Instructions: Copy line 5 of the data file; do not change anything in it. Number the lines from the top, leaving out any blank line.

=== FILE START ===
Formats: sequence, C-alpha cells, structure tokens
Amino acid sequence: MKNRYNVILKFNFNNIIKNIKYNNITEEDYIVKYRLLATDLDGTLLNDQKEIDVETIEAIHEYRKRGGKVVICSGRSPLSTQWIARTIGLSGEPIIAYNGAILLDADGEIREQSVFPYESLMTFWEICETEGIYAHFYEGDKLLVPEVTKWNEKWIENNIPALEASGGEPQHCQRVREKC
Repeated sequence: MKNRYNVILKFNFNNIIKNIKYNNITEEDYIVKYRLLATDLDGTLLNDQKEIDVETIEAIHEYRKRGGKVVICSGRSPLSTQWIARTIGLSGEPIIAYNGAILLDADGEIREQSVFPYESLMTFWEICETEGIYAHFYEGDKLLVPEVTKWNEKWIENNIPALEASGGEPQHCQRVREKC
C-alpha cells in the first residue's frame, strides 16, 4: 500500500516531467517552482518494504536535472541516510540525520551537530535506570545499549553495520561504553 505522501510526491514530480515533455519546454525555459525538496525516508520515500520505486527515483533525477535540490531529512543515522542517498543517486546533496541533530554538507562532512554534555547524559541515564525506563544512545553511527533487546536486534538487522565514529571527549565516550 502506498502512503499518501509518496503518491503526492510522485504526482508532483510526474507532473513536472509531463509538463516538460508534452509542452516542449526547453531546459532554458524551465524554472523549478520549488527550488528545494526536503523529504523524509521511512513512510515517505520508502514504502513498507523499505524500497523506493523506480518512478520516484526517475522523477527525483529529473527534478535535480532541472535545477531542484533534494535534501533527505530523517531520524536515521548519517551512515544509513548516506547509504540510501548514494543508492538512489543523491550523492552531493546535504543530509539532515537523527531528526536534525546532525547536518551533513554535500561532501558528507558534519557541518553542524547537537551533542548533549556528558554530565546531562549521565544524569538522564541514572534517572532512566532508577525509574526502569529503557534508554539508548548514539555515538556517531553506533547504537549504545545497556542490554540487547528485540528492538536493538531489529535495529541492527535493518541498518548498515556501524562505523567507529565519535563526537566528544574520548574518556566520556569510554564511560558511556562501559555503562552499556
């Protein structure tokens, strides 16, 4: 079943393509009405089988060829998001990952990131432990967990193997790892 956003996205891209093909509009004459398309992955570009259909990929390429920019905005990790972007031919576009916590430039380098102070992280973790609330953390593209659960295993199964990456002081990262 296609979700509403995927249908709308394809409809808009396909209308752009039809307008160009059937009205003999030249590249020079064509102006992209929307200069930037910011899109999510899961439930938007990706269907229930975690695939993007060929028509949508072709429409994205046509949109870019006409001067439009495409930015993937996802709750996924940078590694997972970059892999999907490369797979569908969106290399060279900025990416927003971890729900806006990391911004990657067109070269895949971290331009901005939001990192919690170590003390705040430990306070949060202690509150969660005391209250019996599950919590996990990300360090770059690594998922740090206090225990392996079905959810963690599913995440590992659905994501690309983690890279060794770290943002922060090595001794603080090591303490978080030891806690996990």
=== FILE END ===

């Protein structure tokens, strides 16, 4: 079943393509009405089988060829998001990952990131432990967990193997790892 956003996205891209093909509009004459398309992955570009259909990929390429920019905005990790972007031919576009916590430039380098102070992280973790609330953390593209659960295993199964990456002081990262 296609979700509403995927249908709308394809409809808009396909209308752009039809307008160009059937009205003999030249590249020079064509102006992209929307200069930037910011899109999510899961439930938007990706269907229930975690695939993007060929028509949508072709429409994205046509949109870019006409001067439009495409930015993937996802709750996924940078590694997972970059892999999907490369797979569908969106290399060279900025990416927003971890729900806006990391911004990657067109070269895949971290331009901005939001990192919690170590003390705040430990306070949060202690509150969660005391209250019996599950919590996990990300360090770059690594998922740090206090225990392996079905959810963690599913995440590992659905994501690309983690890279060794770290943002922060090595001794603080090591303490978080030891806690996990």